For initially setting the various page turning elements in their "loaded" or "cocked" positions, ready for automatic page turning, the apparatus of the invention advantageously employs extension fingers 80, rigidly attached to the lower ends of the control plate extensions 28 and extending laterally through an opening 81 in the lower portion of the housing 16, accessible by the operator below the lower edge 82 of the manuscript support. In order to set the individual page turning elements in their loaded positions, the operator engages the elements 80 and swings them from left to right. The individual plate extensions 28 will pass over the release pawl 41, resiliently displacing the pawl rearwardly. This can be done at a one-at-a-time basis, or the operator can simply engage the rearwardmost of the extension fingers and pivot it around, carrying with it all of the other elements.
In the rendering of a musical score, for example, it is not uncommon for the music score to have one or more repeat sections, and this may require turning back one or more previously turned pages. With the apparatus of the present invention, this may be quickly accomplished by engaging a single finger extension and turning back and resetting all of the pages necessary to play the repeat section. To facilitate rapid recognition of the proper extension finger, color coding or other such identification means may be utilized.
It may be desirably, upon occasion, to release all of the loaded page turning elements simultaneously, as when concluding a session of use with the apparatus, with some pages of the manuscript still unturned or some of the page turning elements otherwise remaining in loaded positions. All of the remaining elements could, of course, be released by successive actuations of the foot control 57 or other actuating element. It is advantageous, however, to provide a simple release rod 90, which is pivotally connected to an outer end portion of the pawl mounting arm 44 and extends downwardly out of the bottom of the housing 16 (see FIG. 1) where it is easily accessible to the operator. By simply pulling downward on the rod 90, the release pawl 41 is retracted, without at the same time providing for positioning of the blocking pin 52. Accordingly, all of the still-loaded page turning elements are released simultaneously for return to their respective rest positions.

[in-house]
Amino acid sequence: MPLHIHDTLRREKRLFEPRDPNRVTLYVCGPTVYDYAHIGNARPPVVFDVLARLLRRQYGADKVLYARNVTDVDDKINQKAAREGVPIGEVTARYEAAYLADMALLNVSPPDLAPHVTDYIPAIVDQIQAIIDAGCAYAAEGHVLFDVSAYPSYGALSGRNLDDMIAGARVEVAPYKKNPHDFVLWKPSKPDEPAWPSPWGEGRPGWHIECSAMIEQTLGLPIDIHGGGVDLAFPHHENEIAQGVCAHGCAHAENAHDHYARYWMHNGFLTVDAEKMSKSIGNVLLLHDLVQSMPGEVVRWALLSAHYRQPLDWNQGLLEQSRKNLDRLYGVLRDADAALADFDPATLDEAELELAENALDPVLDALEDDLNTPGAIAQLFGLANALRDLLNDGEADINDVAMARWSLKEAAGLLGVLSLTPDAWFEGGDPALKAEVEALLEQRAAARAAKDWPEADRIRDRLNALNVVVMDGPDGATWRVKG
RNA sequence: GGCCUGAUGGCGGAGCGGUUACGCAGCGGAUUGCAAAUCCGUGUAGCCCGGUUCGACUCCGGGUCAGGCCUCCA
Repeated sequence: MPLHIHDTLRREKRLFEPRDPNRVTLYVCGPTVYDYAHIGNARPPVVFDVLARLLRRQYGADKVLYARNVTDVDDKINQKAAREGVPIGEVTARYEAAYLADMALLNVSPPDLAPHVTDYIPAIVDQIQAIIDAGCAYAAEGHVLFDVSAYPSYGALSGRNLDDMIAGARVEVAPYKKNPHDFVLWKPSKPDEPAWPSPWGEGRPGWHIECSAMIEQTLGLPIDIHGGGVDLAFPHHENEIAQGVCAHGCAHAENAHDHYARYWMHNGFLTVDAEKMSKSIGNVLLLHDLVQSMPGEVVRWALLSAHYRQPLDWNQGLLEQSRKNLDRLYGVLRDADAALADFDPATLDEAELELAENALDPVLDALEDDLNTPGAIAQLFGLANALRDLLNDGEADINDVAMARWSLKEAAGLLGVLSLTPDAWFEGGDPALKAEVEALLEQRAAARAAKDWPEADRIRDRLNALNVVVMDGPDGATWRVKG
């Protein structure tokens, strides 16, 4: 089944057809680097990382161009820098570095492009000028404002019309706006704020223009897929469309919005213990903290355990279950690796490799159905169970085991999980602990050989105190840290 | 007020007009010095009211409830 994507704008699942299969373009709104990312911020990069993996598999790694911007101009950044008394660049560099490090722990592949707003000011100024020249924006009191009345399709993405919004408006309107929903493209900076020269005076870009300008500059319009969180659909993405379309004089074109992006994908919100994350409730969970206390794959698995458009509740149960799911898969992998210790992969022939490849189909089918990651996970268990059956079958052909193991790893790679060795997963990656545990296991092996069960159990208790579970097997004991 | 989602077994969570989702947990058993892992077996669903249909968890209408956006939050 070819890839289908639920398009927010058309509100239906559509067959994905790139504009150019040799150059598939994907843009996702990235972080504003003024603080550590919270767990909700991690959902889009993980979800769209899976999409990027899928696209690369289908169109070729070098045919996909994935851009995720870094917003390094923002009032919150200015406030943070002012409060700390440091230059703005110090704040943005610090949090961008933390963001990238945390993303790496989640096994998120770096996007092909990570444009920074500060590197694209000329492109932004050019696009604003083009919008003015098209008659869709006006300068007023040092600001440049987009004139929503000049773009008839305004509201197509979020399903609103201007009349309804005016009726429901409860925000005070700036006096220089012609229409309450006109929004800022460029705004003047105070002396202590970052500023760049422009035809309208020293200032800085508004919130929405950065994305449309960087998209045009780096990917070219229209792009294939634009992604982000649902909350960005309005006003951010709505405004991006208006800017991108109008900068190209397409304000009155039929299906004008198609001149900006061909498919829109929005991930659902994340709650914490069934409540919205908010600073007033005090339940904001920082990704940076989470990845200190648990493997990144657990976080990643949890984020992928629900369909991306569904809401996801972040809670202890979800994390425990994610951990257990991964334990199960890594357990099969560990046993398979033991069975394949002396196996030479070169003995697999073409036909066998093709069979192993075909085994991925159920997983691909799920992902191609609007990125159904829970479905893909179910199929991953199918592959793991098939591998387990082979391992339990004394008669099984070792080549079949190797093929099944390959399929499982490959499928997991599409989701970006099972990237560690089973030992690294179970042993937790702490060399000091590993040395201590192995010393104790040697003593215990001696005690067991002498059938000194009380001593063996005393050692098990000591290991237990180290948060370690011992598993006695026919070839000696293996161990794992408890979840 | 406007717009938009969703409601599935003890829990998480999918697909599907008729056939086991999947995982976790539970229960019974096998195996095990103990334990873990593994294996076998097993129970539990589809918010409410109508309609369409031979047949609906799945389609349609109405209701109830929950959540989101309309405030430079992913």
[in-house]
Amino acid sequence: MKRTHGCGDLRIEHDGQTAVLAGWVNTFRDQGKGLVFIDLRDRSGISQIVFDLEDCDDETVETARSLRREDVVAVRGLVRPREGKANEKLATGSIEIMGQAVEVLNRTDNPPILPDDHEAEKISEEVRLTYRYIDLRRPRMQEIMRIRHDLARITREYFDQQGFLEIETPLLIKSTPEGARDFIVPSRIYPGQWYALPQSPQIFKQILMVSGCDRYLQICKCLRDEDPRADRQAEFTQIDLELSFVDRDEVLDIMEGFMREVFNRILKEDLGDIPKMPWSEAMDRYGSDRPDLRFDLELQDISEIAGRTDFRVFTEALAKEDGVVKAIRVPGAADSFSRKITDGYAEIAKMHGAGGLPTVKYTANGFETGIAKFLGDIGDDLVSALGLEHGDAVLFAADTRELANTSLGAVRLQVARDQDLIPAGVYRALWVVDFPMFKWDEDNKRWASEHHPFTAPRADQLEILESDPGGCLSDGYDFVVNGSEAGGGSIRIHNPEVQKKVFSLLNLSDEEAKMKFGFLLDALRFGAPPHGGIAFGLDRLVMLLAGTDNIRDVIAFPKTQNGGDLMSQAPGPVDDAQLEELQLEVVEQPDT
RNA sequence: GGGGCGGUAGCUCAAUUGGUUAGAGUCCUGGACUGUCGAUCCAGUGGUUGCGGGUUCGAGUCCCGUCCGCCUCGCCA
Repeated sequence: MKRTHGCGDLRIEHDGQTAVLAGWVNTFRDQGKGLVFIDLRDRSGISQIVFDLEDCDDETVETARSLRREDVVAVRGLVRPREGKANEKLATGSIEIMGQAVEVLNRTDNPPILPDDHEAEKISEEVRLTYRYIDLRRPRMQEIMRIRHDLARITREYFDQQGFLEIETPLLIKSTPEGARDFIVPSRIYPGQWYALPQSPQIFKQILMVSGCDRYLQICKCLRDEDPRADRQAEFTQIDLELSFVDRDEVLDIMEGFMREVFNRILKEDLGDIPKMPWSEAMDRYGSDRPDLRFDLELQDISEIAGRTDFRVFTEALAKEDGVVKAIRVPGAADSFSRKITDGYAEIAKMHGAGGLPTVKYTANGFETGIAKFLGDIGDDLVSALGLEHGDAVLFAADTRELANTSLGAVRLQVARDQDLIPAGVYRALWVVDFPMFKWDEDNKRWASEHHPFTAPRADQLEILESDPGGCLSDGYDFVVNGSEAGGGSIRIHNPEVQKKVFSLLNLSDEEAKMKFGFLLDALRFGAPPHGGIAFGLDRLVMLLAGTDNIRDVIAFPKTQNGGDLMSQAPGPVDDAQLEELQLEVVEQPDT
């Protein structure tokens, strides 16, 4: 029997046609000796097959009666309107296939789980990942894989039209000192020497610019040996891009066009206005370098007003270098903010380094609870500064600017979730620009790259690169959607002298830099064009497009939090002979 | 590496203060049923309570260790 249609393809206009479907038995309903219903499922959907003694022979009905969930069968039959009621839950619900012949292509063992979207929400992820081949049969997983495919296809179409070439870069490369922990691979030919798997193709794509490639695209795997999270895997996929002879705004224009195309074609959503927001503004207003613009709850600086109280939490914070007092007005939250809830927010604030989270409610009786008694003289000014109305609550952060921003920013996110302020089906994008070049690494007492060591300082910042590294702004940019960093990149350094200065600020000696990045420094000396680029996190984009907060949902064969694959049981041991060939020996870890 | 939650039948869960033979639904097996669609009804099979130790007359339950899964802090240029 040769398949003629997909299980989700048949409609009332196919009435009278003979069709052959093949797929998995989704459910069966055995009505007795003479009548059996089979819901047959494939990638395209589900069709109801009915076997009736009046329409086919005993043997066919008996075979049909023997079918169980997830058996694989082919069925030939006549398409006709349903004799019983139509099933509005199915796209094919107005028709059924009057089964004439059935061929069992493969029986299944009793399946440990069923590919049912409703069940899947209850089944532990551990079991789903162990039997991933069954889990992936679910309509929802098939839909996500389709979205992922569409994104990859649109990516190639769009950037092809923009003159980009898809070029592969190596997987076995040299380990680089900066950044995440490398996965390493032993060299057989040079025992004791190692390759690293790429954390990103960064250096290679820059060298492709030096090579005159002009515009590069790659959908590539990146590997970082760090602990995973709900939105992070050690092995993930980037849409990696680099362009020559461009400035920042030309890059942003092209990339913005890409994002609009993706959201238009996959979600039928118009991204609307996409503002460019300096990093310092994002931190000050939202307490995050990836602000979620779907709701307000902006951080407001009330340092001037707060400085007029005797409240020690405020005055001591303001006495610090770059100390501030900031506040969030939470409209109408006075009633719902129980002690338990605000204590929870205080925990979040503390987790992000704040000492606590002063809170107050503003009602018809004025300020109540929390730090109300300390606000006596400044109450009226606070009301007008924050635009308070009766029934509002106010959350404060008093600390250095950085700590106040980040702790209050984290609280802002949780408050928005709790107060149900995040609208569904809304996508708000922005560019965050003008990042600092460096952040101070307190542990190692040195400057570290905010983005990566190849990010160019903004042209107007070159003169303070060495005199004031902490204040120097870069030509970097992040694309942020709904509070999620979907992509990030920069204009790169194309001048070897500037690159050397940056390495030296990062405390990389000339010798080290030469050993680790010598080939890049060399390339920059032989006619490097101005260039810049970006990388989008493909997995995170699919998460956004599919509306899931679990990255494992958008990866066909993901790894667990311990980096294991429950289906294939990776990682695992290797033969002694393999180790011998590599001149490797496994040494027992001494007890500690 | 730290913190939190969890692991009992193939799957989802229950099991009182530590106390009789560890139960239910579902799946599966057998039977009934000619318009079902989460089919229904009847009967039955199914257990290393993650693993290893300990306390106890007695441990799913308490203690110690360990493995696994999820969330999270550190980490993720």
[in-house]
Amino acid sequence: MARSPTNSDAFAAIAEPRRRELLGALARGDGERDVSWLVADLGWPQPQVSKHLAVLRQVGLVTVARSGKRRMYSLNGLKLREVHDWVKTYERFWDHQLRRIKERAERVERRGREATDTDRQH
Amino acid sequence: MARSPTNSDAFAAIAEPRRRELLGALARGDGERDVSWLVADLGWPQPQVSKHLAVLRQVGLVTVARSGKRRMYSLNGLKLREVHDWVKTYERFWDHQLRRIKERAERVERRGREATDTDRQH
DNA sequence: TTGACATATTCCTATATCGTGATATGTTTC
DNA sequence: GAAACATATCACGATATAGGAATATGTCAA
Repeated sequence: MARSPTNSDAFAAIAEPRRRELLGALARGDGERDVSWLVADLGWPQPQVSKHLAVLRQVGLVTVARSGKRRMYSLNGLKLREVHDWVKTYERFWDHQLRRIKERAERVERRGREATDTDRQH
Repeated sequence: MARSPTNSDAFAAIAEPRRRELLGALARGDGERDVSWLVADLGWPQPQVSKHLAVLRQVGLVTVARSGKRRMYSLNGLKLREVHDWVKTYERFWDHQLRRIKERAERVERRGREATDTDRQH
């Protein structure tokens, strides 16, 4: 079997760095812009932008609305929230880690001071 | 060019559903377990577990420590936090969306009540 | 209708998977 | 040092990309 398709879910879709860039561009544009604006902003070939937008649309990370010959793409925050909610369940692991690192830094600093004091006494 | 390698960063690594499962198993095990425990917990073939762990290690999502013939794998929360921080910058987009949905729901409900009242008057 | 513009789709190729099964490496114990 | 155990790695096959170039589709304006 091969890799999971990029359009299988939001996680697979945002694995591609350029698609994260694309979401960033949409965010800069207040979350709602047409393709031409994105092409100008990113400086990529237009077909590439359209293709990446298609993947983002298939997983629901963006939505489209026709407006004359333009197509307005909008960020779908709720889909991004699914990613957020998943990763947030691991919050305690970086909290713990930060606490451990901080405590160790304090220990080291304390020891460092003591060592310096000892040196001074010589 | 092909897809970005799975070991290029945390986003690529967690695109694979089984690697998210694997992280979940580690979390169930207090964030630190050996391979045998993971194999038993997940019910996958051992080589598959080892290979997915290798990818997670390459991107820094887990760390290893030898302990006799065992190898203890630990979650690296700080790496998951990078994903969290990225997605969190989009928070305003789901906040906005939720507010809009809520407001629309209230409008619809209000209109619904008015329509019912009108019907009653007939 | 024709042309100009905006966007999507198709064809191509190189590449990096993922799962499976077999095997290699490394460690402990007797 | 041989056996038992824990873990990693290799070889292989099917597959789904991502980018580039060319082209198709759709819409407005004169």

To advantage, the wire-like page turning elements 18 are mounted on the side of the control elements 26 opposite the vertical edge of the page to which the element is attached. This provides for increased length of the horizontal portion 20 of the wire-like element, to provide a desirable degree of resilience and flexibility. Accordingly, during a page turning operation, one horizontal wire portion 20 will be crossing over or under another at a point well removed from its mounting area. Particularly, where a relatively large number of pages are being accommodated, there can be wire to wire contact resulting from eventual deformation of the wire-like elements through continued use, etc. To minimize the effects of such contact, a modified form of wire-like element, shown in FIG. 11, may be employed. In the modified version, the first wire-like element to be released can be of relatively straight configuration in its horizontal portion 120a. The next subsequent elements to be released each are formed with rearwardly projecting offsets 220b-220e, in the illustration of FIG. 11. The purpose of such offsets is to position each of the respective horizontal wire sections 120a-120e respectively behind all other wires which will be released earlier. The effect of such configuration is to cause the individual wires to cross each other in the immediate vicinity of the axis of the support 17, where a relatively higher degree of strength and stability is afforded. The function and operation of the modification of FIG. 11 is otherwise identical to that previously described.
It will be readily understood, of course, that the page turning mechanism of the invention may be incorporated in a variety of environments. For example, it may be employed in connection with a fold-up music stand. The device may be either stand-alone or formed as a part of a podium or stand as will be readily appreciated. Accordingly, reference should be made to the following appended claims in determining the full scope of the invention.